Michigan State News
"Caught in the obsolescence trap"
EDITOR'S NOTE: The following "point of view" was written by Christopher Sower, professor of sociology.
The Garskof cas provides further evidence that there is a very deep illness in the teaching system of a large university; one which cannot be corrected by more faculty committee meetings, professors' papers, or student strikers. Also, the radicals now have another case of evidence that they are a distinct minority, and that they are a distinct minority, and that they have not yet gained the professional competence to conduct the kind of revolutionary movement to "blow the damn university sky high." Also, the fact that revolutions are not successful until individual members of the police and army shift to the cause of the revolters indicates how far the radicals are from bringing the old institutions down by either force or cohesive social movement.
Therefore, we have some time yet before Bastille Day to attempt to design and test some programs to see if it is possible to bring some updating to the basically obsolete university and other institutions of modern societies. It just happens that the universities are caught in the same obsolescence trap as are all of education, welfare, religion, mental health, and the other traditional institutions. To illustrate this further, there is an apparently increasing number of faculty and students at MSU that are of the opinion that something is not quite right about the behavior of the Administration and the tenure faculty of the Department of Psychology as they arrived at the Garskof decision - that some basic university norms have been violated.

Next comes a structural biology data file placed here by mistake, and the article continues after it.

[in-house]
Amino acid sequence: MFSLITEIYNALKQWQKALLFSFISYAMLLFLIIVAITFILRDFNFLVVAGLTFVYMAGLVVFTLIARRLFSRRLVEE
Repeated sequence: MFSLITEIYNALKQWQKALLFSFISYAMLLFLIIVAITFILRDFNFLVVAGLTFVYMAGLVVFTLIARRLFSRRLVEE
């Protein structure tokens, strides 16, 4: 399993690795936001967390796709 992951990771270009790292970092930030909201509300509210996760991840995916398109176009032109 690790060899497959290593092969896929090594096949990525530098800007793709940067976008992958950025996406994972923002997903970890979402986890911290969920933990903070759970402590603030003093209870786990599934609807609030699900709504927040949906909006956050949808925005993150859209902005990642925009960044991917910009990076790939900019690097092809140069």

Let me be honest with myself in this case. My conversative middle age mentality is grated even by the appearance of Garskof and the other self-labeled radicals. Yet, I must agree with the radicals that the old bleating campus liberals as well as the welfare state are intelluctually bankrupt. They give advice to everybody else, but turn out to be arch conservatives when university updating requires some alteration in their highly privileged positions and behavior.
But, as I attend the meeting of the protesters in the Union, stood as an observer in the cold to listen to the rally speeches, and then walked back and forth through the Administration building during the sit down, I observed deep sincerity and concern among these protesters. Through dress and hair styles, they demonstrate their protest against obsolescence of the institutional heritage which my generation has failed in our long efforts to update. But being a conservative, I prefer orderly change rather than to take the "Apres Moi, La Deluge" position of Louis XV. So where do we go from here?
The Garskof case certainly is related to the identity problem of the social sciences. This going to have to be brought out from under the rug. My whole professional career has been involved with observing the power struggles between two extreme factions of the social scientists. On the one hand are what can be called the navelists, who look at their navels and make grandiose speculations about real life society. On the other are the trivalists, who insist that all of the social sciences must be reduced to the rigor of what can be computerized and made statistical - that is, the trivial. While both of these approaches are important are important to any discipline, it is becoming increasingly apparent that the social sciences and their teaching programs are going to develop and if they are going to continue to justify their inputs of public funds.